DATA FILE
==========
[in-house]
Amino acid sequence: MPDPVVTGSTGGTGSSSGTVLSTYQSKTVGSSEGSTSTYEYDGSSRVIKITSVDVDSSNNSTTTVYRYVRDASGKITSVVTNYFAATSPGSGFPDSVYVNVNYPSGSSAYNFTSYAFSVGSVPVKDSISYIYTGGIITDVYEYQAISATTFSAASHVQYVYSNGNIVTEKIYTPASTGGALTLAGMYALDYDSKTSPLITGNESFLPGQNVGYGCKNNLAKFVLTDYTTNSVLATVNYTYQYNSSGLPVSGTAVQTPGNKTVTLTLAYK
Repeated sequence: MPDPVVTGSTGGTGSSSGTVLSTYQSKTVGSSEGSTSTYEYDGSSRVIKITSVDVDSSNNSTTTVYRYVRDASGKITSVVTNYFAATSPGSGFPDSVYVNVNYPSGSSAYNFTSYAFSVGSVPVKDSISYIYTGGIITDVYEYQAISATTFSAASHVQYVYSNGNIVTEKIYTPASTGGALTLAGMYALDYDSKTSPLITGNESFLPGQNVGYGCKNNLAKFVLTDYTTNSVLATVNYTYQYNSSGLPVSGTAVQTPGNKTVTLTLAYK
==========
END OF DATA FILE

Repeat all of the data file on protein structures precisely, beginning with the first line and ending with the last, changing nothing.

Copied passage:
[in-house]
Amino acid sequence: MPDPVVTGSTGGTGSSSGTVLSTYQSKTVGSSEGSTSTYEYDGSSRVIKITSVDVDSSNNSTTTVYRYVRDASGKITSVVTNYFAATSPGSGFPDSVYVNVNYPSGSSAYNFTSYAFSVGSVPVKDSISYIYTGGIITDVYEYQAISATTFSAASHVQYVYSNGNIVTEKIYTPASTGGALTLAGMYALDYDSKTSPLITGNESFLPGQNVGYGCKNNLAKFVLTDYTTNSVLATVNYTYQYNSSGLPVSGTAVQTPGNKTVTLTLAYK
Repeated sequence: MPDPVVTGSTGGTGSSSGTVLSTYQSKTVGSSEGSTSTYEYDGSSRVIKITSVDVDSSNNSTTTVYRYVRDASGKITSVVTNYFAATSPGSGFPDSVYVNVNYPSGSSAYNFTSYAFSVGSVPVKDSISYIYTGGIITDVYEYQAISATTFSAASHVQYVYSNGNIVTEKIYTPASTGGALTLAGMYALDYDSKTSPLITGNESFLPGQNVGYGCKNNLAKFVLTDYTTNSVLATVNYTYQYNSSGLPVSGTAVQTPGNKTVTLTLAYK